Haru sighed; he wished he could remember what he had done when he was three. Even if he could work out when Shi-chan’s array had started to go wrong it would help.


Haru almost jumped out of his skin. He pulled himself together. “Yes, Iruka-sensei?”

“Your Papa would like to speak with you in his office.”

Haru swallowed. Unscheduled visits to Papa’s office were usually bad news.


By the time he arrived, Haru had convinced himself that Shi-chan had found the data connection to the abandoned array.

In a way, it was a relief.

He pushed the announcer and the door slid open.

“Come in,” Papa called. He didn’t sound cross.

Haru went in. To-chan was there; Haru had thought he was with the little ones in the other part of the playroom.

It didn’t feel like a telling-off. It was more like the sex-talk.

Was there stuff about sex they hadn’t told him? Haru’s mind boggled.


He sat next to To-chan and opposite Papa.

To-chan smiled at him reassuringly.

“Darrent-san has contacted us,” Papa began.

Haru’s gut clenched. Had Klenn-san told them that it had been his idea to study Tronnies?

“He wants to see you regularly,” Papa continued. “Like lessons.”


Haru just stared. Papa and To-chan were mentioning it to him. That meant they were considering it.

“You would let me?” he asked.

“Perhaps. You would want to see Darrent-san more often?” Papa checked.

“Yes, please,” Haru replied. His mind was racing. Why would Papa and To-chan allow it? It didn’t make sense.

Not unless it was now or never.

“Is Klenn-san dying?” he asked.

“I said he would guess,” To-chan complained. His fingers were stroking Haru’s hair. “Did you know already, sweetie?”

Haru was thinking about Shi-chan. Shi-chan would miss Klenn-san a lot. “I knew he was very old. Does Shi-chan know?”

“Yes, Shi-chan has known for a while,” To-chan assured him.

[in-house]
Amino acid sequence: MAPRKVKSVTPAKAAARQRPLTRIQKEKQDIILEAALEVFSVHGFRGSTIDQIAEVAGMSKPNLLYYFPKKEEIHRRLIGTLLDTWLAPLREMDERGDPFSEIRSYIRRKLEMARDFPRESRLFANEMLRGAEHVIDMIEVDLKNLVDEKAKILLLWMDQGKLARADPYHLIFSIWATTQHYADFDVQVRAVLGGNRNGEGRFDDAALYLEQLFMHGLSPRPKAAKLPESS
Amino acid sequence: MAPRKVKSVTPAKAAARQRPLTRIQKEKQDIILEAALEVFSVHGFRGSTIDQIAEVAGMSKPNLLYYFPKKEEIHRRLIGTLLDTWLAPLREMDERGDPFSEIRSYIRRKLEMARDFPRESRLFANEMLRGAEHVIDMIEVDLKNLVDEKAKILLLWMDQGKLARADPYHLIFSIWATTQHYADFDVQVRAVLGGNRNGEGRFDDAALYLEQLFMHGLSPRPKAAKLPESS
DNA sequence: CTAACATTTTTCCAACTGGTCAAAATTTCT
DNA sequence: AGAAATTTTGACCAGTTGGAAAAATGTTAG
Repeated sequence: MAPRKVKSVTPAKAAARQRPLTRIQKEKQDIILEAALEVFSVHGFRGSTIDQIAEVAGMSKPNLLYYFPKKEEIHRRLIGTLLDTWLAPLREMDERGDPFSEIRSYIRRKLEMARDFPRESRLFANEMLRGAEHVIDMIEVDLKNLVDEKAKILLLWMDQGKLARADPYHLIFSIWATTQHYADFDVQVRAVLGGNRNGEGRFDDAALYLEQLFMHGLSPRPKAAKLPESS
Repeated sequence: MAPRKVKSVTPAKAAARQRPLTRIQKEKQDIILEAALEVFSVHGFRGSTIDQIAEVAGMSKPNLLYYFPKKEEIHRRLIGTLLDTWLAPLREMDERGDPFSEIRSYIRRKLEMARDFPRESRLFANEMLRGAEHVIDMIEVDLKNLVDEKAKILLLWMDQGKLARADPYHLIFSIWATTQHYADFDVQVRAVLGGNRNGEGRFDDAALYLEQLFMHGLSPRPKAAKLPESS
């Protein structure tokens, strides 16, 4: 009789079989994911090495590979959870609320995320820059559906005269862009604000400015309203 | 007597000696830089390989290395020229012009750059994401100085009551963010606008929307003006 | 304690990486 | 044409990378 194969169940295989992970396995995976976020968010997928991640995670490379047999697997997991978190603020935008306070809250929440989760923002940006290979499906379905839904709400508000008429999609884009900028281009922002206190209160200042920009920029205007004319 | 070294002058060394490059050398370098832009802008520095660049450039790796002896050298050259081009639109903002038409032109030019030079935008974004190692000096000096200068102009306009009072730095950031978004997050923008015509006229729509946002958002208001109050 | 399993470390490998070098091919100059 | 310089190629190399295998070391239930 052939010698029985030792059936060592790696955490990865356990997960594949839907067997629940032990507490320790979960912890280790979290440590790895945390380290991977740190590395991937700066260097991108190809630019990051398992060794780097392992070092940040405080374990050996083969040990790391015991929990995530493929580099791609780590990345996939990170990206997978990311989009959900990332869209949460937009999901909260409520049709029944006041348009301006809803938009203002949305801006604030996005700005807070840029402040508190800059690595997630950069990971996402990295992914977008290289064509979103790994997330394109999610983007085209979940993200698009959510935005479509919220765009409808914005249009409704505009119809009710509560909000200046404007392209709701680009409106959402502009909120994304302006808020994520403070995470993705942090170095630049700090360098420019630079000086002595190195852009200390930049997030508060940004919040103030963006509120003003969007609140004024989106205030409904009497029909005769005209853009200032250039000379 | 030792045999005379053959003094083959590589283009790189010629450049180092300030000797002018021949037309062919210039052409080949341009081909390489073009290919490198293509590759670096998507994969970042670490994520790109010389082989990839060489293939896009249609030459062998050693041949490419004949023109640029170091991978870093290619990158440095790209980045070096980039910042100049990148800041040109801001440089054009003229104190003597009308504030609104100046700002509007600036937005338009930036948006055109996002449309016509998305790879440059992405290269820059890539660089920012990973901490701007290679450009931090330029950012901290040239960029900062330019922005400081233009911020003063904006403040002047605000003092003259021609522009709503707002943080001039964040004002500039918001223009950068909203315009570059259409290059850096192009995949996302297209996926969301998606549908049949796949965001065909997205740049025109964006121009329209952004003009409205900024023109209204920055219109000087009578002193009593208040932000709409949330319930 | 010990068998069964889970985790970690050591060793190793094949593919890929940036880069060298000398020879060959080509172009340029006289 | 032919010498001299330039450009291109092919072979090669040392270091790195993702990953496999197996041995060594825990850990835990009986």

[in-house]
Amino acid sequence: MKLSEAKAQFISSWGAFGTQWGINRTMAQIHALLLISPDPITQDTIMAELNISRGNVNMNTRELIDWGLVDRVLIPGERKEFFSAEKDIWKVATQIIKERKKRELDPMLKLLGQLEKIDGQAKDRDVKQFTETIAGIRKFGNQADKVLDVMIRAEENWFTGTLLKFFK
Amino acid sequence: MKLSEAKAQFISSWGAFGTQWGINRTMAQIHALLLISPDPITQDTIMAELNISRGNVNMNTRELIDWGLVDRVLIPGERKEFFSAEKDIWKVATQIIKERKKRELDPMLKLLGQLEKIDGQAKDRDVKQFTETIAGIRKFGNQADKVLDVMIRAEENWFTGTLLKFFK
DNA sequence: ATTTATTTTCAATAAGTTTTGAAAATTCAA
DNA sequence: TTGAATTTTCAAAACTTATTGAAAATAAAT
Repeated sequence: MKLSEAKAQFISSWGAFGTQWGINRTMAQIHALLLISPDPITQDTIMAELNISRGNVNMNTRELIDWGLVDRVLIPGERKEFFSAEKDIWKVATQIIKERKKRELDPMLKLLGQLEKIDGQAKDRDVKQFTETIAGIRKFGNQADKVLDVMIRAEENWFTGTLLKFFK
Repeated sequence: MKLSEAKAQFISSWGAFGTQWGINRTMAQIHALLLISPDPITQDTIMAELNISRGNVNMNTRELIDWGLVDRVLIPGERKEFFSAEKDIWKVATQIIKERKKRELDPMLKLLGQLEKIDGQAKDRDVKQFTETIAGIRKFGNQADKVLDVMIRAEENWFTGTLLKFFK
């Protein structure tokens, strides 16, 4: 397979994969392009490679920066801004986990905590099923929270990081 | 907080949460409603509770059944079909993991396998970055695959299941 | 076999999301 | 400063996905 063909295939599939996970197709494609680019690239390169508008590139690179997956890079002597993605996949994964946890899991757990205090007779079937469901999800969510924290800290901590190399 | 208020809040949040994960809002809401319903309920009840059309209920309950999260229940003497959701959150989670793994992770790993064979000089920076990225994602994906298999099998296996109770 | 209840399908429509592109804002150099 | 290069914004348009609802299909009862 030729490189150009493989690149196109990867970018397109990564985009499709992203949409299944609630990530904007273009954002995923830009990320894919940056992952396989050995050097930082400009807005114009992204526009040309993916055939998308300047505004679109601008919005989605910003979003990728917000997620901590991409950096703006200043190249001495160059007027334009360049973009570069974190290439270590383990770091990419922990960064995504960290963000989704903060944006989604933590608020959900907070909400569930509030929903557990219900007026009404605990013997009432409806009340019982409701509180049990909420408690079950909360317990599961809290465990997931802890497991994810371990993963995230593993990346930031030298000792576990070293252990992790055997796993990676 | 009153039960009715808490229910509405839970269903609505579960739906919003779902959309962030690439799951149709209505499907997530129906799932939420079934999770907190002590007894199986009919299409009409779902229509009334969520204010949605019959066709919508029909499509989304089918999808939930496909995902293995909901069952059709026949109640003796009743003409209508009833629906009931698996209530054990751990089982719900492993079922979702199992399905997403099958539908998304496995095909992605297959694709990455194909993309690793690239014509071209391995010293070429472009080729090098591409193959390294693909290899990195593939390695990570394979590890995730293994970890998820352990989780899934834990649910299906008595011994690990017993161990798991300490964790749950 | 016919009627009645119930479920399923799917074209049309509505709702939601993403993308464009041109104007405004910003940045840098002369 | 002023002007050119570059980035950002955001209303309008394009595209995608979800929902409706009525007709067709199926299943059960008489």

Papa was frowning. “This isn’t an easy decision for us, Haru-chan,” he admitted.

“Ha-chan knows that,” To-chan suggested. “Don’t you?”

To-chan was giving him an opening to persuade Papa so Haru went for it. “I understand. Klenn-san is not Uchiha. At most he is an ally of Uchiha. He has lived a long time, knows loads and he’s as clever as Shi-chan. He is one of the most powerful individuals in known space. He likes to play games with people. Often he isn’t nice.

“But he’s a typed-five genius and I have typed-five traits. He’s probably the only typed-five Ill ever meet because the others are either controlled by Centre or hiding from Centre. I could find out a lot about my potential from him.

“Hoshi thinks he cares about me, like he cares about Shi-chan, so I don’t think he’ll be mean to me.

“I would like a chance to learn from Klenn-san before he dies.”

Haru watched Papa. Papa was impressed, he could tell, but had it worked?

Papa sighed. “Very well, we will try a session and see how it goes.”


Haru skipped back to the playroom. Lessons with Klenn-san would be awesome. They could talk about mathematics and patterns. Klenn-san had told him about artificial intelligence and agreed to help him find out about Tronnies.

Maybe he could tell Klenn-san about the quiggles and, if that went well, even about Sai.


He didn’t expect to find Shi-chan and Iruka-sensei waiting for him. He slowed down, made wary by the way they were looking at him.

“What did your Papa decide?” Iruka-sensei asked.

“I can have a tryout with Klenn-san,” Haru told them.